very time some self-appointed guardian of public morality tries to censor some work of literature he deems dangerous to our nation and its youth, I always buy each of my three kids a copy of that book.
Sadly, they're building up quite a library.
Recently a local county councilman thought Holden Caulfield was immoral and a poor role model. So what did this paragon of virtue do to save us from being corrupted by J. D. Salinger? He checked a copy of "The Catcher in the Rye" out of each public school library - and refused to return them.
(Geez, Holden may have had his problems, but at least he wasn't a lowlife thief.)
I do this with music too. When CMT and a lot of radio stations pulled Billy Ray Cyrus's "Burn Down the Trailer Park" out of rotation, I made sure each of my children listened to this song. So far none of them have gone insane and burned down trailer parks. This is because they have a sense of humor and respect the first amendment. (Of course, that means they'll never be able to be county councilpersons, but I'm bearing up under the disappointment.)
You might surmise that I am a hardcore free speech advocate, and you'd be right. But I do believe there is one thing worse that people can do to a work of art than censor it. They can desecrate it to sell products. Wouldn't we be up in arms if Shakespeare's works were rewritten so that Lady Macbeth said "Out, out damn spot - now that I've got Wisk detergent!" or Romeo "He jests at scars that never felt a wound thanks to Band-Aid Brand Adhesive Strips."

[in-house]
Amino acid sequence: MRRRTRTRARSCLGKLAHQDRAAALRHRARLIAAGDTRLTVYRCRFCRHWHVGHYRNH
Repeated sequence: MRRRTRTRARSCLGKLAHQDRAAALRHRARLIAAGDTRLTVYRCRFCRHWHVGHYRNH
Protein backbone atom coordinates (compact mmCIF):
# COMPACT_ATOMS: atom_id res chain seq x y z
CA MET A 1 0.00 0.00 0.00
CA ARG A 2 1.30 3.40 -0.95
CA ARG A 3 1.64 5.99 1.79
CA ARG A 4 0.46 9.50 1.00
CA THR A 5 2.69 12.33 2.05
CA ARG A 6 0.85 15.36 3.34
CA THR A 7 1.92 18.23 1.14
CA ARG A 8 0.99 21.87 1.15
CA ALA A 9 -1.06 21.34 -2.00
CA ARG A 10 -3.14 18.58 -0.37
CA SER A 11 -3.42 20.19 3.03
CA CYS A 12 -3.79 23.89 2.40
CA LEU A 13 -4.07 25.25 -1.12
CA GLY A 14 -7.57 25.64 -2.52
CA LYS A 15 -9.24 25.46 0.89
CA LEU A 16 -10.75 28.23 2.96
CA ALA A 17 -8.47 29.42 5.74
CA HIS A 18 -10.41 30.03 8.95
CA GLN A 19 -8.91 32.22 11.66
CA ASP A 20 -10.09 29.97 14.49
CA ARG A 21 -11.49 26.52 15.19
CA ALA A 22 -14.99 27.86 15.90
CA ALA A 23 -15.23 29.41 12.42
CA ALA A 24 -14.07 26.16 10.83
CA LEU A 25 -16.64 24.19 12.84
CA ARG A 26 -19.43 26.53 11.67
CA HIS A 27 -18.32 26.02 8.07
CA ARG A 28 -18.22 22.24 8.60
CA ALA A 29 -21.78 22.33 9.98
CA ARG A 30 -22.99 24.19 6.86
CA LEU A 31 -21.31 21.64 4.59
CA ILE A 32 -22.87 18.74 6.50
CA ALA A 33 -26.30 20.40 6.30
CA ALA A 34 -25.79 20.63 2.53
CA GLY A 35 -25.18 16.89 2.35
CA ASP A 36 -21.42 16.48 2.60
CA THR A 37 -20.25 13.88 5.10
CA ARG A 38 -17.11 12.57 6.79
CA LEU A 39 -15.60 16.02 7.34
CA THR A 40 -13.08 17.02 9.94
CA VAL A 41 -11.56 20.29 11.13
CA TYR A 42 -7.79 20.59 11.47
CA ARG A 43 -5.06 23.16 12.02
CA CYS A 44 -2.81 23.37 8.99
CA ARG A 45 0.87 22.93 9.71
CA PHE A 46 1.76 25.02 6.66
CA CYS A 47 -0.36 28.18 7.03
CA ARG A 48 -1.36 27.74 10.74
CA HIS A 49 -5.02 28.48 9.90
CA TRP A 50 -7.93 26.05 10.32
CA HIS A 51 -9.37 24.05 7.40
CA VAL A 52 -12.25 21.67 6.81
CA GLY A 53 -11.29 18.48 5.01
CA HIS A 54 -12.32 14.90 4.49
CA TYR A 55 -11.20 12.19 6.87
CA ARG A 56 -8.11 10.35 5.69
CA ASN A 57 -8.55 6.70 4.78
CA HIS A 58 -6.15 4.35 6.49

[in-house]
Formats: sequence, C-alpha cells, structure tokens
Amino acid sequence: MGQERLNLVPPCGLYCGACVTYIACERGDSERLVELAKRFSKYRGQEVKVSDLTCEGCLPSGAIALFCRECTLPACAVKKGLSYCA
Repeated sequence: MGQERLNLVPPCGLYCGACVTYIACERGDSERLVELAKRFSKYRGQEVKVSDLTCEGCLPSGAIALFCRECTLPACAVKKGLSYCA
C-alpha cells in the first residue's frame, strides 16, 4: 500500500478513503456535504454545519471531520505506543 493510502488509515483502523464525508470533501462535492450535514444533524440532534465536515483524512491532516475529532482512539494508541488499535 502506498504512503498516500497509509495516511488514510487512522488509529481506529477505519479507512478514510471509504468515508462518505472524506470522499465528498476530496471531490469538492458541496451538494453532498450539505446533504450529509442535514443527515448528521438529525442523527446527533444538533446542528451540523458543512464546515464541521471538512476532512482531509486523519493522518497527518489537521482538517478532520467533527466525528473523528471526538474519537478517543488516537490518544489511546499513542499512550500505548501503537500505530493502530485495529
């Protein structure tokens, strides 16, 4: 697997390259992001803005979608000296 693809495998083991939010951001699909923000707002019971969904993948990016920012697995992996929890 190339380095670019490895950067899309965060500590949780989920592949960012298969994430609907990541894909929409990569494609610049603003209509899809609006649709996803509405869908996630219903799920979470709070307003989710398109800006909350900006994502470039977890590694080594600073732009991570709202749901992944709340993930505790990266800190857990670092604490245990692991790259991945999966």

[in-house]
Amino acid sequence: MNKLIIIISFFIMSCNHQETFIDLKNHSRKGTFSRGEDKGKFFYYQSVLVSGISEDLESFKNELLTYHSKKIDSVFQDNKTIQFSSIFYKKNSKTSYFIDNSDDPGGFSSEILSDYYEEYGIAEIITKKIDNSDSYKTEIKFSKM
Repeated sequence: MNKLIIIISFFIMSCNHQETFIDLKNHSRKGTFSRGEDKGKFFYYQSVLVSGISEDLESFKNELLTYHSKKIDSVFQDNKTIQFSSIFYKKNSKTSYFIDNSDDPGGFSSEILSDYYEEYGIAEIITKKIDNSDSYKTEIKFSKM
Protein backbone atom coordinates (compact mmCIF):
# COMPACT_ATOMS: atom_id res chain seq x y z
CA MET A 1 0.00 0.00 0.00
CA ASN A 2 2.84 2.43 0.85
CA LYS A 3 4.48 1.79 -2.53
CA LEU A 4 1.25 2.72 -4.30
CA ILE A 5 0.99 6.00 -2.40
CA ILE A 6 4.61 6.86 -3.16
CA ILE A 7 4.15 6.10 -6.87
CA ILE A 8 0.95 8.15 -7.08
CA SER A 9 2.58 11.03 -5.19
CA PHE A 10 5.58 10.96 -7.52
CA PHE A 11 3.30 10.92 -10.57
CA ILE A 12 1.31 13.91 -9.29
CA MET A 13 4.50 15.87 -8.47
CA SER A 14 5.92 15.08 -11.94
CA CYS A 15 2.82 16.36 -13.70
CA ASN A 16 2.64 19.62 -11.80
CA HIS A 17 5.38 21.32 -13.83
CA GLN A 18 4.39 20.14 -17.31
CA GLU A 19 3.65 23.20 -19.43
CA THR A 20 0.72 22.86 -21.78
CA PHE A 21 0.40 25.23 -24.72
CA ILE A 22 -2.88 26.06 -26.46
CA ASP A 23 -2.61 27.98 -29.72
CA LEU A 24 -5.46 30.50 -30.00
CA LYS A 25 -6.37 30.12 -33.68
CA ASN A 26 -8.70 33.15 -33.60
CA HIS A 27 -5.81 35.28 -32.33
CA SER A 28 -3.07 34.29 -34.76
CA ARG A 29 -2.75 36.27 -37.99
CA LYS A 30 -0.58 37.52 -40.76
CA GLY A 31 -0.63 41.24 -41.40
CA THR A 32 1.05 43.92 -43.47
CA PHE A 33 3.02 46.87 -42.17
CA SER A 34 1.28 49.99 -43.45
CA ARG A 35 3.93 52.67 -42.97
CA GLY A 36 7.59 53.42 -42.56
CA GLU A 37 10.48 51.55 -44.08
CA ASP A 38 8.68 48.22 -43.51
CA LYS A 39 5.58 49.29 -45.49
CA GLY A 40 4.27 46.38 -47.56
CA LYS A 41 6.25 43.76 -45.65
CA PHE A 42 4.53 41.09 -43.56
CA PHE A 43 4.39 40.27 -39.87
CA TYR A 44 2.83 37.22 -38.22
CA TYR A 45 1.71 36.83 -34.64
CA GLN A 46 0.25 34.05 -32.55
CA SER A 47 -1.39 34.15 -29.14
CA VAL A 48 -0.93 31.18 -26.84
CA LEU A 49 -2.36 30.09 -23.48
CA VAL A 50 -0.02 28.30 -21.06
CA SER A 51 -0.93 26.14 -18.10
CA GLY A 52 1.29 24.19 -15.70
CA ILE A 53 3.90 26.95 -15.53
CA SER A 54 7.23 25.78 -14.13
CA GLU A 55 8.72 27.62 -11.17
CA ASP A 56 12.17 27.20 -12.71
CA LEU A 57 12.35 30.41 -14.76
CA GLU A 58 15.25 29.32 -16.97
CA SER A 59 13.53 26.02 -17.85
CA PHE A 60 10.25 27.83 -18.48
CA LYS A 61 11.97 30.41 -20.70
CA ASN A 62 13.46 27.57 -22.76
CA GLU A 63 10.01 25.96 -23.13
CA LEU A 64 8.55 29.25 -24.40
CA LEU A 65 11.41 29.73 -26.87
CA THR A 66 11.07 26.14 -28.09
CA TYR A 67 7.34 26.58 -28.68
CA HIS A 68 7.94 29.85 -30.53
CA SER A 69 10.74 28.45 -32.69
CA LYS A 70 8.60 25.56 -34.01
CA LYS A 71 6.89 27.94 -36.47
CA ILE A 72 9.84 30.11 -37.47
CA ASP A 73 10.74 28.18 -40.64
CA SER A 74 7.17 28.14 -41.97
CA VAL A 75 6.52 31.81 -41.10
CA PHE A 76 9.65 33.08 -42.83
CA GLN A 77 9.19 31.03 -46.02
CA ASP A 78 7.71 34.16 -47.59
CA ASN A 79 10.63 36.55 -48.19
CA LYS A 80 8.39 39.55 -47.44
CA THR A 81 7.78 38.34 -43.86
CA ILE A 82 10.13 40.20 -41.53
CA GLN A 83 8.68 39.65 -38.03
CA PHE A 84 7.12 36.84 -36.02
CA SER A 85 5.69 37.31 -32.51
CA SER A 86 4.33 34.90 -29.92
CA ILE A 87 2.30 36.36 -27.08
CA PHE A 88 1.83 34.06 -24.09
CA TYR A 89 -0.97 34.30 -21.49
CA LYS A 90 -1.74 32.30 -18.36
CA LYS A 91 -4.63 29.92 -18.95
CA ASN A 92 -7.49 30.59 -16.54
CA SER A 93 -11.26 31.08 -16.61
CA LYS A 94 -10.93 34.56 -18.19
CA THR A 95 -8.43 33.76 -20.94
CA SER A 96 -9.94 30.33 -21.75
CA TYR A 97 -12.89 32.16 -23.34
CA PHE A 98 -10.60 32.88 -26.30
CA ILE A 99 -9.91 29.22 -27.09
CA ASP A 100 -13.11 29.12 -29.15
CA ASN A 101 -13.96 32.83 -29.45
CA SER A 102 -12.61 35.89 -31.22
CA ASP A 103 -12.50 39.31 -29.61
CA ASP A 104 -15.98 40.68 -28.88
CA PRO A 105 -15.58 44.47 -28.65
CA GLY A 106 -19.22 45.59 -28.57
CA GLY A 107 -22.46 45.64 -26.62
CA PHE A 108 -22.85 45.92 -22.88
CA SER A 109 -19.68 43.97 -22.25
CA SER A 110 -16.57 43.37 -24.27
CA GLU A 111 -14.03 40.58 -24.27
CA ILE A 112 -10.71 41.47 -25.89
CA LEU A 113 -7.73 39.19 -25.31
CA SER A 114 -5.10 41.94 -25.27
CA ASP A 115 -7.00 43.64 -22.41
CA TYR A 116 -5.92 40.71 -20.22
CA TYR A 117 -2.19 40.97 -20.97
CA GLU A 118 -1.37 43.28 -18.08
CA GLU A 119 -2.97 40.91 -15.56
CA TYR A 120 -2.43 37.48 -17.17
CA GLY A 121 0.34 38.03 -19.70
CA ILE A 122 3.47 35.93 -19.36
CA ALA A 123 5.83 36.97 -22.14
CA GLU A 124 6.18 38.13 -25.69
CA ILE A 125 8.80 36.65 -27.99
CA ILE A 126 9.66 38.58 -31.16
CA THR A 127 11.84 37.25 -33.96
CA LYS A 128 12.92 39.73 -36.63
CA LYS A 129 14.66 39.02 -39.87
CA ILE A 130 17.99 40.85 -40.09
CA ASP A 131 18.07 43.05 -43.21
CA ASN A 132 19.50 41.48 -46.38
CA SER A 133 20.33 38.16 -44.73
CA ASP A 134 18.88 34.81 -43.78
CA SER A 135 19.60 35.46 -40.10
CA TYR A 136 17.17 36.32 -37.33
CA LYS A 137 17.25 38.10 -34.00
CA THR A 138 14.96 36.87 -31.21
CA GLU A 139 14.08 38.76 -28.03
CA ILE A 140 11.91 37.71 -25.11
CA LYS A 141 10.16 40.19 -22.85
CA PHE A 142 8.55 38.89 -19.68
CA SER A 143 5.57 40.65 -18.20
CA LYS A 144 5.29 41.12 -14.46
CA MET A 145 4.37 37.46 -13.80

Yet, we do nothing when the Philistines of Madison Avenue pervert our music. Recently the Old El Paso company (which will never get another nickel of my money, and I eat a lot of salsa) took "El Paso" - Marty Robbins's classic tale of love, betrayal, jealousy, murder, loss and redemption - and turned it into a shill for some crappy burrito boxed dinner.
My mission was clear. I dug out my copy of Robbins's "Gunfighter Ballads and Trail Songs" and played "El Paso" for the kids. I have to admit that even I had forgotten how great this song is. When people talk about country music telling a story, this is what they mean; there's more depth here than in many novels. And the kids fell in love with it. Now every time they get in my car, they say "Play that song 'I Fell in Love With a Mexican Girl.'" And I'm always happy to oblige.
Maybe we should thank the censors and the pitchmen too lazy and blasphemous to write their own jingles. They certainly have turned us on to some great music and art.
Or maybe we should hang them.